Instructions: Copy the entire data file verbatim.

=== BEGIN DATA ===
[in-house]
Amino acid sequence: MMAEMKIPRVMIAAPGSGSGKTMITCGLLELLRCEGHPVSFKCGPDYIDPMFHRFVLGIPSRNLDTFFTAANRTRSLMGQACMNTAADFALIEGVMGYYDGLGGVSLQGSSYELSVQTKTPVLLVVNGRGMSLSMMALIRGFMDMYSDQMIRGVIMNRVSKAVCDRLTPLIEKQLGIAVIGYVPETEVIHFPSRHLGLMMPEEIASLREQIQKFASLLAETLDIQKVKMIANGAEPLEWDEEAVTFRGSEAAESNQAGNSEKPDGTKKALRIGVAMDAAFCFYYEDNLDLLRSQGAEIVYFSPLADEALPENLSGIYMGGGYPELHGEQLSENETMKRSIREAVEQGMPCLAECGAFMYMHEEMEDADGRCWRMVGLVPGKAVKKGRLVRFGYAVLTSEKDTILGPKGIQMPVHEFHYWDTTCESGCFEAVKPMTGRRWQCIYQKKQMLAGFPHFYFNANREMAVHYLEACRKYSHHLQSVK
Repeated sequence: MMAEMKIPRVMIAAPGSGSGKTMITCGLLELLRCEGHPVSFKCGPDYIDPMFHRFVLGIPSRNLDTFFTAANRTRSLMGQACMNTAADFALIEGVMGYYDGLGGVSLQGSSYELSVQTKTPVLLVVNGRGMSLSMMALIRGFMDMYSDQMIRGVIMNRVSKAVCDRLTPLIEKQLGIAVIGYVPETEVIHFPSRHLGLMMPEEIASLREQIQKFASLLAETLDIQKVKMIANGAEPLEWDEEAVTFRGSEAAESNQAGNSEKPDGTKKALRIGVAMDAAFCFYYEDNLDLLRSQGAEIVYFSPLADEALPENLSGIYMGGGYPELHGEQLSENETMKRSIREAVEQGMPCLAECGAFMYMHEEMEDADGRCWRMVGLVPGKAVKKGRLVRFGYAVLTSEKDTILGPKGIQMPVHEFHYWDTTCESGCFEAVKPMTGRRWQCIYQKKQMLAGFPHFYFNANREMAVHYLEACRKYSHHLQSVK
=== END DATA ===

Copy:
[in-house]
Amino acid sequence: MMAEMKIPRVMIAAPGSGSGKTMITCGLLELLRCEGHPVSFKCGPDYIDPMFHRFVLGIPSRNLDTFFTAANRTRSLMGQACMNTAADFALIEGVMGYYDGLGGVSLQGSSYELSVQTKTPVLLVVNGRGMSLSMMALIRGFMDMYSDQMIRGVIMNRVSKAVCDRLTPLIEKQLGIAVIGYVPETEVIHFPSRHLGLMMPEEIASLREQIQKFASLLAETLDIQKVKMIANGAEPLEWDEEAVTFRGSEAAESNQAGNSEKPDGTKKALRIGVAMDAAFCFYYEDNLDLLRSQGAEIVYFSPLADEALPENLSGIYMGGGYPELHGEQLSENETMKRSIREAVEQGMPCLAECGAFMYMHEEMEDADGRCWRMVGLVPGKAVKKGRLVRFGYAVLTSEKDTILGPKGIQMPVHEFHYWDTTCESGCFEAVKPMTGRRWQCIYQKKQMLAGFPHFYFNANREMAVHYLEACRKYSHHLQSVK
Repeated sequence: MMAEMKIPRVMIAAPGSGSGKTMITCGLLELLRCEGHPVSFKCGPDYIDPMFHRFVLGIPSRNLDTFFTAANRTRSLMGQACMNTAADFALIEGVMGYYDGLGGVSLQGSSYELSVQTKTPVLLVVNGRGMSLSMMALIRGFMDMYSDQMIRGVIMNRVSKAVCDRLTPLIEKQLGIAVIGYVPETEVIHFPSRHLGLMMPEEIASLREQIQKFASLLAETLDIQKVKMIANGAEPLEWDEEAVTFRGSEAAESNQAGNSEKPDGTKKALRIGVAMDAAFCFYYEDNLDLLRSQGAEIVYFSPLADEALPENLSGIYMGGGYPELHGEQLSENETMKRSIREAVEQGMPCLAECGAFMYMHEEMEDADGRCWRMVGLVPGKAVKKGRLVRFGYAVLTSEKDTILGPKGIQMPVHEFHYWDTTCESGCFEAVKPMTGRRWQCIYQKKQMLAGFPHFYFNANREMAVHYLEACRKYSHHLQSVK